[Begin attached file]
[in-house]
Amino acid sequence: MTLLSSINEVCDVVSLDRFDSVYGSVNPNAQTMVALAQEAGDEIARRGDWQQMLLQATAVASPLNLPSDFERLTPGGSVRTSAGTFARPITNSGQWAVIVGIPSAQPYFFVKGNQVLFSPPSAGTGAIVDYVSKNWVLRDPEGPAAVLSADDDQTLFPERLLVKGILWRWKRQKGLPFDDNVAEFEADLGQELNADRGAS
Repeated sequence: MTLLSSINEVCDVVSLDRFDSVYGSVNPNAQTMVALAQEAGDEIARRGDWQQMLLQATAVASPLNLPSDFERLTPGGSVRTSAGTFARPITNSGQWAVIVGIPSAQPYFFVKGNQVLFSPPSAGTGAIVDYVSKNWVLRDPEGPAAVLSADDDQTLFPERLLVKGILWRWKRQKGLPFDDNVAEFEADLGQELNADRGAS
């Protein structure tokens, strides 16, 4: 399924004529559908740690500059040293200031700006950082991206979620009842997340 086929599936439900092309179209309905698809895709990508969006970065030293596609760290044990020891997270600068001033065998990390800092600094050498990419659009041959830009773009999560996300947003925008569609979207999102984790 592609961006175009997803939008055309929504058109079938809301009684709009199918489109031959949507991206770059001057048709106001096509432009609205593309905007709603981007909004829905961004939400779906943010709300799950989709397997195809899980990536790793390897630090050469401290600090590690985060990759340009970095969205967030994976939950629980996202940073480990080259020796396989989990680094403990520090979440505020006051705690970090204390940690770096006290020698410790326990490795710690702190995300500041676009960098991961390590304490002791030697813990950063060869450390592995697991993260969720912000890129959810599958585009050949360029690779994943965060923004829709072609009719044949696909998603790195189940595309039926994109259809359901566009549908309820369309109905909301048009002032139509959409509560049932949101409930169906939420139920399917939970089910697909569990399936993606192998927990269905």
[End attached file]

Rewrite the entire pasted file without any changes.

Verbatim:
[in-house]
Amino acid sequence: MTLLSSINEVCDVVSLDRFDSVYGSVNPNAQTMVALAQEAGDEIARRGDWQQMLLQATAVASPLNLPSDFERLTPGGSVRTSAGTFARPITNSGQWAVIVGIPSAQPYFFVKGNQVLFSPPSAGTGAIVDYVSKNWVLRDPEGPAAVLSADDDQTLFPERLLVKGILWRWKRQKGLPFDDNVAEFEADLGQELNADRGAS
Repeated sequence: MTLLSSINEVCDVVSLDRFDSVYGSVNPNAQTMVALAQEAGDEIARRGDWQQMLLQATAVASPLNLPSDFERLTPGGSVRTSAGTFARPITNSGQWAVIVGIPSAQPYFFVKGNQVLFSPPSAGTGAIVDYVSKNWVLRDPEGPAAVLSADDDQTLFPERLLVKGILWRWKRQKGLPFDDNVAEFEADLGQELNADRGAS
């Protein structure tokens, strides 16, 4: 399924004529559908740690500059040293200031700006950082991206979620009842997340 086929599936439900092309179209309905698809895709990508969006970065030293596609760290044990020891997270600068001033065998990390800092600094050498990419659009041959830009773009999560996300947003925008569609979207999102984790 592609961006175009997803939008055309929504058109079938809301009684709009199918489109031959949507991206770059001057048709106001096509432009609205593309905007709603981007909004829905961004939400779906943010709300799950989709397997195809899980990536790793390897630090050469401290600090590690985060990759340009970095969205967030994976939950629980996202940073480990080259020796396989989990680094403990520090979440505020006051705690970090204390940690770096006290020698410790326990490795710690702190995300500041676009960098991961390590304490002791030697813990950063060869450390592995697991993260969720912000890129959810599958585009050949360029690779994943965060923004829709072609009719044949696909998603790195189940595309039926994109259809359901566009549908309820369309109905909301048009002032139509959409509560049932949101409930169906939420139920399917939970089910697909569990399936993606192998927990269905």